A couple of great bands are headed to the Narrows Center Saturday night October 2nd for an old-fashioned blues show. Boston-born GA-20, named after a revered Gibson guitar amp, will be joined by Nashville-based but Chicago-born, J.D. Simo for what will certainly be a high-energy gig.

I spoke to GA-20 co-founder Matthew Stubbs earlier this month as the band prepared for a massive 60+ date tour, one that will take them through January 2022.

“It’s gonna be a busy one,” remarked Stubbs. “Most weeks we’re doing six nights on, one night off. We start September 28th and go all the way to February.”

GA-20 was formed by Stubbs and Pat Faherty in Boston in 2018 with drummer Tim Carman joining a year later. The band came together to celebrate traditional blues, R&B, and the rock & roll of the late 50s and early 60s. Their sound, influenced by artists like Earl Hooker, Buddy Guy, and Junior Wells, offers a contemporary feel on traditional blues.

The band’s latest release, GA-20 does Hound Dog Taylor received glowing reviews and rose to the top of the blues charts, while gaining 4 stars from magazines like Rolling Stone, Mojo and American Songwriter. It’s an impressive accomplishment for the relatively new band.

How did it get to #1 on the Billboard Blues chart?  Well, it’s a kick-ass blues tribute album that doesn’t slow down. But the band also had support from two record companies, the well-known Alligator label, and lesser-known Colemine Records.

Stubbs explains, “It was kind of a joint effort between record labels, the publicity, radio, and print folks and a good booking agent. A lot of times it can be hard to get press, you gotta just keep pushing, building, touring. Sometimes a new record comes out, it gets a lot of buzz for a few weeks, and then it kind of goes away. So we’re doing a lot of pounding the pavement.”

“Our first record, Lonely Soul was put out by Colemine in 2018 and then we did a live EP that came out during the pandemic,” continued Stubbs. “When the pandemic hit, we decided to hold off releasing anything, then in July 2020, Bruce from Alligator Records contacted me. It was the anniversary of Hound Dog (Taylor’s) first record. We brainstormed … and decided to do a co-release with Alligator and Colemine. We’re lucky it was able to come together.”

Although the band is relatively new, Stubbs is a veteran of the blues scene. He’s spent over a decade as guitarist for harmonica legend Charlie Musselwhite. He’s also toured and backed up blues greats John Hammond, James Cotton and Junior Watson.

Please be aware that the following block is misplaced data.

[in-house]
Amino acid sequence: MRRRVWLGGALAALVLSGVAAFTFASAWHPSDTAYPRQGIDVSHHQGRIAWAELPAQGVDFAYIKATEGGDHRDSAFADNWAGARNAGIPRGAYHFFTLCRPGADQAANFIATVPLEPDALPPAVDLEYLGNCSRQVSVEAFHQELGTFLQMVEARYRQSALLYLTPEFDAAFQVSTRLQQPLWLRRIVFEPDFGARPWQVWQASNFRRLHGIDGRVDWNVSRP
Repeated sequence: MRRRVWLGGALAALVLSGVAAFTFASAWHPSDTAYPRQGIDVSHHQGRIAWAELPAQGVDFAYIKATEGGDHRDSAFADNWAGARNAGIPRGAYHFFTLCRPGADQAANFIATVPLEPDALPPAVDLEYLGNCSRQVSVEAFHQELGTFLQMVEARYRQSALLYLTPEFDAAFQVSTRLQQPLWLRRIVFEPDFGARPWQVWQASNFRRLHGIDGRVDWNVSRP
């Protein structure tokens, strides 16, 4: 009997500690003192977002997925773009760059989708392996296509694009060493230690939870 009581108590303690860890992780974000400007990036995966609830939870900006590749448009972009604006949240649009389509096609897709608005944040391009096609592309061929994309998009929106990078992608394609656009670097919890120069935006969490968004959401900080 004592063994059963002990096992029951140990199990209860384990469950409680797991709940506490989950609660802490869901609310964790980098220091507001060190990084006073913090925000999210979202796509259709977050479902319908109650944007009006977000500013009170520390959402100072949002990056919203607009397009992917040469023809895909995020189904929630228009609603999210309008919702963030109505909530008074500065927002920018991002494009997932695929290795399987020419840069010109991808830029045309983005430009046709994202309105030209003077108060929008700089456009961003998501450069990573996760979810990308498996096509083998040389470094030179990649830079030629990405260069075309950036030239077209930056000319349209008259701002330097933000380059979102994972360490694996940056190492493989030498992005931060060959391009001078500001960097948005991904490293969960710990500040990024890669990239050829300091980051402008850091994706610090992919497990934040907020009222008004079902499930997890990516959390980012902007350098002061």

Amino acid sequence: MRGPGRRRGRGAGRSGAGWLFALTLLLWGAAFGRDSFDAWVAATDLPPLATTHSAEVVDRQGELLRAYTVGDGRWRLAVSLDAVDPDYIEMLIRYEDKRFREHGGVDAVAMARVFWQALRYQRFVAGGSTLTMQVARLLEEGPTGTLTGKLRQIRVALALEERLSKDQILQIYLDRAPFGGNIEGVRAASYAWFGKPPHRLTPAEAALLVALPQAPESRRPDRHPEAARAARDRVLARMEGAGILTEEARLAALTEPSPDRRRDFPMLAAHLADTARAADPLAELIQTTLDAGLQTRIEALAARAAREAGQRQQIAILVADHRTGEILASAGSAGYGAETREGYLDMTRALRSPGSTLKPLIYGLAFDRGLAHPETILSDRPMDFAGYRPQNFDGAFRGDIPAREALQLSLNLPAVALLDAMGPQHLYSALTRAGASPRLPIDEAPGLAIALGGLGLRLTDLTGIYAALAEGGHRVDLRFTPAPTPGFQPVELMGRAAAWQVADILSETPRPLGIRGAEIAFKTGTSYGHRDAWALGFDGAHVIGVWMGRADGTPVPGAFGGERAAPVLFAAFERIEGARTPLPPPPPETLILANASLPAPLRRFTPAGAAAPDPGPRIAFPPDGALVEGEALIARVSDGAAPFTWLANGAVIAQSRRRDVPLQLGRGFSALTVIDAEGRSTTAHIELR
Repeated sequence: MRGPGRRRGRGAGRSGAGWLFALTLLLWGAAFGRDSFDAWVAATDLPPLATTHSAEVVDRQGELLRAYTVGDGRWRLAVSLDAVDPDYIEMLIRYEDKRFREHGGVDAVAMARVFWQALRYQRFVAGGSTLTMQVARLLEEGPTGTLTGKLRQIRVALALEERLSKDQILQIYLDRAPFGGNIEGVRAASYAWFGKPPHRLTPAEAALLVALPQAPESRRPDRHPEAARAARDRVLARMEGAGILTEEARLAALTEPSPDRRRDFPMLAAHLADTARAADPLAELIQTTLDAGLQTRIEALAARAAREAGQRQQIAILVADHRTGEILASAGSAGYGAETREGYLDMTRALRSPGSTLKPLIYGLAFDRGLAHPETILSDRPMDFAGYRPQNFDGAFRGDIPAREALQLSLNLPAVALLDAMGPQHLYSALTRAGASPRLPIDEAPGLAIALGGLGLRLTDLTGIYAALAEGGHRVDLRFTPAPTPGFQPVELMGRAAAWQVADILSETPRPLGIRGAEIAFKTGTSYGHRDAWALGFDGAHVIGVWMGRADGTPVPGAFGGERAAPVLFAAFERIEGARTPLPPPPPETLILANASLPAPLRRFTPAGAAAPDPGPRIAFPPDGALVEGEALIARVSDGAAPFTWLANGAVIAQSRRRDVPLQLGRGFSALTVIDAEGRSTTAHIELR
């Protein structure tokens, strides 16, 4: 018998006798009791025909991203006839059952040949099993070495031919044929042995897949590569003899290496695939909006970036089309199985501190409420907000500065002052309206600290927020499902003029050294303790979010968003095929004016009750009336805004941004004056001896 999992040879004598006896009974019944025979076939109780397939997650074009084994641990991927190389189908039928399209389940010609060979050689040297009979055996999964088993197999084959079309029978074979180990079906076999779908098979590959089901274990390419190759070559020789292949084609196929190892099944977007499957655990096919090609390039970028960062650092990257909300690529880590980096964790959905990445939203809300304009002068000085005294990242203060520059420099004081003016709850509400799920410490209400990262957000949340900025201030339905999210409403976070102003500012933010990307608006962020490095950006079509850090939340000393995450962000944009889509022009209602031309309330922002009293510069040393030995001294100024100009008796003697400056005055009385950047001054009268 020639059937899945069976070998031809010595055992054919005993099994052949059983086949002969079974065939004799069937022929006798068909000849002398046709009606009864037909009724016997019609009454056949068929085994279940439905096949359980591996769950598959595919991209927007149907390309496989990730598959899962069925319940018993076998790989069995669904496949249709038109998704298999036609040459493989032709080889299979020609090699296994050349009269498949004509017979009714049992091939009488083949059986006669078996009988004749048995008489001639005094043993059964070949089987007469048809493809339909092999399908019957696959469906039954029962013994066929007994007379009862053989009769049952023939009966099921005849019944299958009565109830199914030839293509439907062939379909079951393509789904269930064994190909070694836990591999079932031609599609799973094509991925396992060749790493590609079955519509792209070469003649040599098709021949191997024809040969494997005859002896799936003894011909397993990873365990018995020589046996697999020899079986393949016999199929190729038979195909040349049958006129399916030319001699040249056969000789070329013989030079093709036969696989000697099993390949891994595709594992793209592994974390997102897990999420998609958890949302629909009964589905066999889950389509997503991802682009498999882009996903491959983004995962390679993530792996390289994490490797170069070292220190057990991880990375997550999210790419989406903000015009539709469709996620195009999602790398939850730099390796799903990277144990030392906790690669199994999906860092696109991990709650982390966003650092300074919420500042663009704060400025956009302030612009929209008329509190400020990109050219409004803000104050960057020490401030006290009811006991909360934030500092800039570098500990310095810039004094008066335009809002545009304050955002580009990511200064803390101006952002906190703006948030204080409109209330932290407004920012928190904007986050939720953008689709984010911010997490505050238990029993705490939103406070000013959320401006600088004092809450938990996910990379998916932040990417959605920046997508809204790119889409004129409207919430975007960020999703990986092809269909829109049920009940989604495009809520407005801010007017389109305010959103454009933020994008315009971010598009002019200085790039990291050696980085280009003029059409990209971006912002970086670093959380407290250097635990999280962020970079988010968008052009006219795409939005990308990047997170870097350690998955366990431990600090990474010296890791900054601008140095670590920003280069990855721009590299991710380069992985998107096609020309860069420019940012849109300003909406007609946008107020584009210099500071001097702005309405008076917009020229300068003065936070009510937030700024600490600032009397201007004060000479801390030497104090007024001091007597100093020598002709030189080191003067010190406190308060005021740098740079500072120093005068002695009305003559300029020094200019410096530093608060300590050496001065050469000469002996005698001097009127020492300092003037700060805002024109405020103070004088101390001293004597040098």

So how do you put together a #1 record during a pandemic, I asked.

“We never really set out to do a tribute record, we write our own music for the most part … so it was a fun challenge in a challenging time. The band lives in Boston, I live in Providence, so they would come down. We worked up the songs we wanted to do outside on my deck all distanced for about three months. I also built a home studio during all of this … we actually recorded it in my house.”

“We were all fans of Hound Dog, but we didn’t know every song or every part inside and out. The idea was to capture the spirit of those first two Hound Dog records. To get that live party off-the-rails excitement that he has on all his records. We tried to re-create that feel in the studio, capture the spirit, we were all in one room, it was a very live-sounding thing. We did it all in a day and a half in the basement,” he added.

Stubbs shared some thoughts about the future of the blues genre, a style widely admired, but not as commercially successful as other forms of popular music.

“The PR behind the word blues has changed in the last 20-25 years … when people hear blues now, their mind goes to certain artists, what I would consider blues-rock, or even just classic rock but under the blues umbrella,” Stubbs explained. “A lot of people don’t know what traditional blues sounds like, they may hear it in a movie and not even know its blues.”

“My father played guitar and I was brought up listening to Chicago blues and early rock and roll. My mind doesn’t go to Clapton or Jimmy Page when I think blues, I think of Guitar Slim, early Ike Turner, Earl Hooker.”

“A lot of other genres like traditional country and soul music have had these revivals lately, blues really hasn’t had that in a long time. GA-20, we’re doing it by trying to put out records that we want to hear. There aren’t that many bands putting out records in this style anymore. At least, not a lot of younger bands are doing it.”

Stubbs is looking forward to the Narrows Center show Saturday … “we did some streaming at the Narrows during the pandemic,” he recalled. “It’s one of our favorite venues, we love the whole team over there.”

For tickets and more the Narrows Center show, click here.

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Ken Abrams

Lifestyle Editor Ken Abrams writes about music and more for What'sUpNewp, Providence Monthly, SO RI, and The Bay. He DJ's "The Kingston Coffeehouse" Tuesday nights, 6-9 PM on WRIU 90.3 FM.